Foxes and Hedgehogs

The ancient Greek poet Archilochus said “A fox knows many things, but a hedgehog knows one important thing”. Isaiah Berlin used that as quote as the basis for his famous essay in which he used this as a framework for dividing writers and thinkers into two categories.

So with apologies to both Archilochus and Isaiah Berlin, I’ll steal this as a framework for categorizing technologists today.

In my career I’ve worked with some software guys who were definitely hedgehogs. One was a programmer I worked with named Sam who knew more about the Perl programming language than anyone else in the world – probably more than the guy at Unisys who developed it. When I worked with Sam in 1994, Perl was the ubiquitous glue that made web applications possible so it was a very in-demand skill. Today, pretty much nobody uses Perl. Except Joe, who is still marketing himself as an freelance Perl expert. Sam’s a hedgehog.

Another friend of mine got his Computer Science degree in the 1980’s, and prides himself on how many different programing languages he’s used in his career. He’s more of a fox.

At Tivix, we are definitely biased toward foxes. It’s such a fast-changing landscape today that the technology tools that we use two years from now will almost certainly be different from the tools we will be using two years from now. Foxes will be able to adapt.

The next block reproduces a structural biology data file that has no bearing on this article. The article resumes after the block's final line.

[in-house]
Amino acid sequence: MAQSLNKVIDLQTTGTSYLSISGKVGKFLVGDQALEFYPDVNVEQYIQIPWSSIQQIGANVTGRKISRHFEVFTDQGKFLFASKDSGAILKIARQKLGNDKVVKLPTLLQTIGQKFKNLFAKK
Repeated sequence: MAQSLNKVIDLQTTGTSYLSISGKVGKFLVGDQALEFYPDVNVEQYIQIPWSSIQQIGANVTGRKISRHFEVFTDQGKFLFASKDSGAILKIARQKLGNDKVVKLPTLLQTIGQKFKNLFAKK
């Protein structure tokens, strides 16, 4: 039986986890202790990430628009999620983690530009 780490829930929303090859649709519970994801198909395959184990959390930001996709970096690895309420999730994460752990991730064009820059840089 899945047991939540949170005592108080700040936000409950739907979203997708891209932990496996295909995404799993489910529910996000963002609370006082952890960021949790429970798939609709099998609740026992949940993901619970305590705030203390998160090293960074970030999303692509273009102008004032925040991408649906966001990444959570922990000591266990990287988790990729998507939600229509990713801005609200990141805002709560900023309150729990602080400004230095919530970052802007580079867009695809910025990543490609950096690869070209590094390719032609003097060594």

Clients hire Tivix in order to solve problems. And you can’t create innovative solutions without knowing the full range of tools available. Maslow made the famous observation that if the only tool you know is a hammer, everything tends to look like a nail. Hedgehogs know their hammers. Foxes know all the tools.

In fact, at Tivix we think about this a lot in our hiring. We often interview applicants who have recently completed one of these “code academies” that are very popular these days – usually an 10-12 week intensive program to learn coding. By necessity these academies are focused on one particular technology stack – Ruby on Rails, for example. And so these people come out of the program as young hedgehogs – they only know one thing.

By contrast, when we hire someone out of a full university engineering program they probably spent 75% of their curriculum learning the fundamentals of engineering – the process by which successful things are designed and built – and maybe 25% of their study was learning the syntax of particular programming languages. These people tend to be foxes. They know a lot of things and want to learn more.

There is plenty of room in the world for both foxes and hedgehogs, of course. But for us as a technology consulting firm we like doubling-down on foxes.